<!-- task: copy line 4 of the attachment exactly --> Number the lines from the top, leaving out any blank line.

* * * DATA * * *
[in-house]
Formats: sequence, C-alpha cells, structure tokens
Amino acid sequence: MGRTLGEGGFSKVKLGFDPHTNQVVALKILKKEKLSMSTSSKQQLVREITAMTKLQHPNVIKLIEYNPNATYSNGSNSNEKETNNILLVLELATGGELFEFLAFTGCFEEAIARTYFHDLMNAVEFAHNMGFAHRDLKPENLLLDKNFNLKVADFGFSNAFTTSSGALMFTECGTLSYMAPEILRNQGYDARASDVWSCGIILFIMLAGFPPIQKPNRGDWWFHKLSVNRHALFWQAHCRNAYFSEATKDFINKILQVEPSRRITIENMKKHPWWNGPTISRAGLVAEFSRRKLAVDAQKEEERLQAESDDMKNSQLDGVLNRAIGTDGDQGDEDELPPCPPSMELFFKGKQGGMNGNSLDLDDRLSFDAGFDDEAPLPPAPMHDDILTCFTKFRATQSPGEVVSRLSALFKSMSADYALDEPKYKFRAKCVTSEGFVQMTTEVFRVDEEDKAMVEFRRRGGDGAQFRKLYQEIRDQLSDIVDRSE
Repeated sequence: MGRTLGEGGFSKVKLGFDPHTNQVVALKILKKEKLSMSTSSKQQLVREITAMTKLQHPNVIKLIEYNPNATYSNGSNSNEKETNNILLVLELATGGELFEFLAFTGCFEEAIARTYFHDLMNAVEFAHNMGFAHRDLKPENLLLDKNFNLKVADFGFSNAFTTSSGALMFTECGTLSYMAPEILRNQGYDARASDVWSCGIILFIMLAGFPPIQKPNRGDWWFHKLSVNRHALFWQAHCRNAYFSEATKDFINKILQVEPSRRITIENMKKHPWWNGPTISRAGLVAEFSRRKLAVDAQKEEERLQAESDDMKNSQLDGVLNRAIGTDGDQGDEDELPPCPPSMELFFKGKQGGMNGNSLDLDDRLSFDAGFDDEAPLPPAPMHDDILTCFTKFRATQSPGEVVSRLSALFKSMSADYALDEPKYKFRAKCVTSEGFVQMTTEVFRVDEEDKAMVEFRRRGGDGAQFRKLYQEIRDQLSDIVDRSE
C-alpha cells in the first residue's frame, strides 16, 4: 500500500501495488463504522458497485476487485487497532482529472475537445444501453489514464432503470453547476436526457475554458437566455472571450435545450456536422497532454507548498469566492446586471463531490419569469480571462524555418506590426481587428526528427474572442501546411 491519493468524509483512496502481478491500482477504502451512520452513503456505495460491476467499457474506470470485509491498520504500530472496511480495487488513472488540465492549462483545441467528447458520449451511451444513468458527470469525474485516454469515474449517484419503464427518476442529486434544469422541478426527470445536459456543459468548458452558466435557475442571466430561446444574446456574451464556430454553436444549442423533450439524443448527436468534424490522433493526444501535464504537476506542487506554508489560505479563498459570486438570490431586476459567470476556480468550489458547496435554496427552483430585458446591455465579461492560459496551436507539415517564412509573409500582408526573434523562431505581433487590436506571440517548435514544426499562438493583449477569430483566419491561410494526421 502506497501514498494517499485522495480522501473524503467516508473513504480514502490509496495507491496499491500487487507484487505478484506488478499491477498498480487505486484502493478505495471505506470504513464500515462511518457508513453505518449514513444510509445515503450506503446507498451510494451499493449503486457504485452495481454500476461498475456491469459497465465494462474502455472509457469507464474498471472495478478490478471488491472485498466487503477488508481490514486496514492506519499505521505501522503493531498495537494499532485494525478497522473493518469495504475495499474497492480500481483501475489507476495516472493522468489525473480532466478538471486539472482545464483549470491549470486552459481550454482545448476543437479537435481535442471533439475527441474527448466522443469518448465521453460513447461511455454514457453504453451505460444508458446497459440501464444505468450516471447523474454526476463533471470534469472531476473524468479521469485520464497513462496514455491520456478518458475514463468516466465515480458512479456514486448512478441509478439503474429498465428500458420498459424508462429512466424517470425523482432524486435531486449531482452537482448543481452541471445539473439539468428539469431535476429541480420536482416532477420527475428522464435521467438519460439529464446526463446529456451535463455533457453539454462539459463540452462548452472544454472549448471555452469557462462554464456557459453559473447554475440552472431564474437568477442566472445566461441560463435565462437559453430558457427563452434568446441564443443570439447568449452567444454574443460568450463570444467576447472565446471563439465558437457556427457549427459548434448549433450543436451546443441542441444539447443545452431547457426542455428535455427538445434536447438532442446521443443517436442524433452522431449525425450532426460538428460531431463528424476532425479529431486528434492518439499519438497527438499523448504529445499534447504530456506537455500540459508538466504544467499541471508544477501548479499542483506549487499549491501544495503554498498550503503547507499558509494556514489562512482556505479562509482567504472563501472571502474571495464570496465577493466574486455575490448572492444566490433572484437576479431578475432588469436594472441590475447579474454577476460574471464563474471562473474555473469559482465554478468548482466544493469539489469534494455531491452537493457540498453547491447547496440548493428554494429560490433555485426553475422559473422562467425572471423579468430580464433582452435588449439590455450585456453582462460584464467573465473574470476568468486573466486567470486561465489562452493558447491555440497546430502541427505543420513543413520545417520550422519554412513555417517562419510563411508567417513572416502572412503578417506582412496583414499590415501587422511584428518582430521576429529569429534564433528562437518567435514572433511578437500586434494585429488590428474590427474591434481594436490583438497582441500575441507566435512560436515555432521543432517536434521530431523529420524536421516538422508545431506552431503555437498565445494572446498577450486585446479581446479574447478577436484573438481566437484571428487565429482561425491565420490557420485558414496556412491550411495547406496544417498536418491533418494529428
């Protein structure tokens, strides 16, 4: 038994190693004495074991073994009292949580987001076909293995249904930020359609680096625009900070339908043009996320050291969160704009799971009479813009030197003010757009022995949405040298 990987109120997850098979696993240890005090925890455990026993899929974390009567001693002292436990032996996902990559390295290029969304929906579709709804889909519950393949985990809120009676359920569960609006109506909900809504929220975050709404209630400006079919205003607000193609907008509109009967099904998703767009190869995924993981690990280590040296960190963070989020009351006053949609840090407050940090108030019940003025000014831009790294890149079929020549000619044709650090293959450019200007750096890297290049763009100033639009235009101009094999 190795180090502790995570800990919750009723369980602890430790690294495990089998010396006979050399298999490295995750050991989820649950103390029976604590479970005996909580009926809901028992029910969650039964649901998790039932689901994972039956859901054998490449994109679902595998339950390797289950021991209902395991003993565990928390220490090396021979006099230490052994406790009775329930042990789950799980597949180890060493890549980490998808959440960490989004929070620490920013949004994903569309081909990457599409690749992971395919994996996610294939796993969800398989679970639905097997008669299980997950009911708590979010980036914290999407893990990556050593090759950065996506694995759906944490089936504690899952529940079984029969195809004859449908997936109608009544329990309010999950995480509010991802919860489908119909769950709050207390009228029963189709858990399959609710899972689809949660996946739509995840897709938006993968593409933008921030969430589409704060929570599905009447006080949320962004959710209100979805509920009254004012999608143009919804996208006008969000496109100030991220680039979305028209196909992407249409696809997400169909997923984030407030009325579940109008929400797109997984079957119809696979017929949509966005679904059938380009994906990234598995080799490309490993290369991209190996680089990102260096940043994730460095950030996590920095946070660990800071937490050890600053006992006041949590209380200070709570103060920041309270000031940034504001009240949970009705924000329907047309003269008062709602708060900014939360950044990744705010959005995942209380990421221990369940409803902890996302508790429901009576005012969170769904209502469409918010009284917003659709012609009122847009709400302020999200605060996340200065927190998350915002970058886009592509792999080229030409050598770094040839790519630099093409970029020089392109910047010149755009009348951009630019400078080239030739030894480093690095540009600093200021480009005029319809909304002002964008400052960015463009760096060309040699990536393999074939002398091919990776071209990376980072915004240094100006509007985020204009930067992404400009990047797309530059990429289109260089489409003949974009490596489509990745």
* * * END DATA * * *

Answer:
Repeated sequence: MGRTLGEGGFSKVKLGFDPHTNQVVALKILKKEKLSMSTSSKQQLVREITAMTKLQHPNVIKLIEYNPNATYSNGSNSNEKETNNILLVLELATGGELFEFLAFTGCFEEAIARTYFHDLMNAVEFAHNMGFAHRDLKPENLLLDKNFNLKVADFGFSNAFTTSSGALMFTECGTLSYMAPEILRNQGYDARASDVWSCGIILFIMLAGFPPIQKPNRGDWWFHKLSVNRHALFWQAHCRNAYFSEATKDFINKILQVEPSRRITIENMKKHPWWNGPTISRAGLVAEFSRRKLAVDAQKEEERLQAESDDMKNSQLDGVLNRAIGTDGDQGDEDELPPCPPSMELFFKGKQGGMNGNSLDLDDRLSFDAGFDDEAPLPPAPMHDDILTCFTKFRATQSPGEVVSRLSALFKSMSADYALDEPKYKFRAKCVTSEGFVQMTTEVFRVDEEDKAMVEFRRRGGDGAQFRKLYQEIRDQLSDIVDRSE